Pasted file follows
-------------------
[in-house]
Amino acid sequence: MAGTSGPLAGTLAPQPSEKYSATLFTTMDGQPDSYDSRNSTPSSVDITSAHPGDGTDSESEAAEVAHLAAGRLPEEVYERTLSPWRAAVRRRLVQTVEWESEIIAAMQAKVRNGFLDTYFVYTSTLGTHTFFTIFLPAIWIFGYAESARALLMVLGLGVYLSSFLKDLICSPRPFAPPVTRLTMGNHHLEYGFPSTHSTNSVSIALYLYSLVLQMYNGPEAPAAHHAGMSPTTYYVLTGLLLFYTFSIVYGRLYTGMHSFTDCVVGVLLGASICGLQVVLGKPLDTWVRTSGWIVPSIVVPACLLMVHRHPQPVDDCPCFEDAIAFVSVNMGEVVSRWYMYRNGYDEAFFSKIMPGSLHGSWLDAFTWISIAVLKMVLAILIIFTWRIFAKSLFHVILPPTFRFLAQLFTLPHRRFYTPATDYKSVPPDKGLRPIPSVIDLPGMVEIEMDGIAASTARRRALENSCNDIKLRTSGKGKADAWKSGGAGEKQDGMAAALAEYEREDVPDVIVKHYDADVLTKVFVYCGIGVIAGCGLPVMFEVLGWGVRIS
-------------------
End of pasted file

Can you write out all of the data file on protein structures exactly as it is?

[in-house]
Amino acid sequence: MAGTSGPLAGTLAPQPSEKYSATLFTTMDGQPDSYDSRNSTPSSVDITSAHPGDGTDSESEAAEVAHLAAGRLPEEVYERTLSPWRAAVRRRLVQTVEWESEIIAAMQAKVRNGFLDTYFVYTSTLGTHTFFTIFLPAIWIFGYAESARALLMVLGLGVYLSSFLKDLICSPRPFAPPVTRLTMGNHHLEYGFPSTHSTNSVSIALYLYSLVLQMYNGPEAPAAHHAGMSPTTYYVLTGLLLFYTFSIVYGRLYTGMHSFTDCVVGVLLGASICGLQVVLGKPLDTWVRTSGWIVPSIVVPACLLMVHRHPQPVDDCPCFEDAIAFVSVNMGEVVSRWYMYRNGYDEAFFSKIMPGSLHGSWLDAFTWISIAVLKMVLAILIIFTWRIFAKSLFHVILPPTFRFLAQLFTLPHRRFYTPATDYKSVPPDKGLRPIPSVIDLPGMVEIEMDGIAASTARRRALENSCNDIKLRTSGKGKADAWKSGGAGEKQDGMAAALAEYEREDVPDVIVKHYDADVLTKVFVYCGIGVIAGCGLPVMFEVLGWGVRIS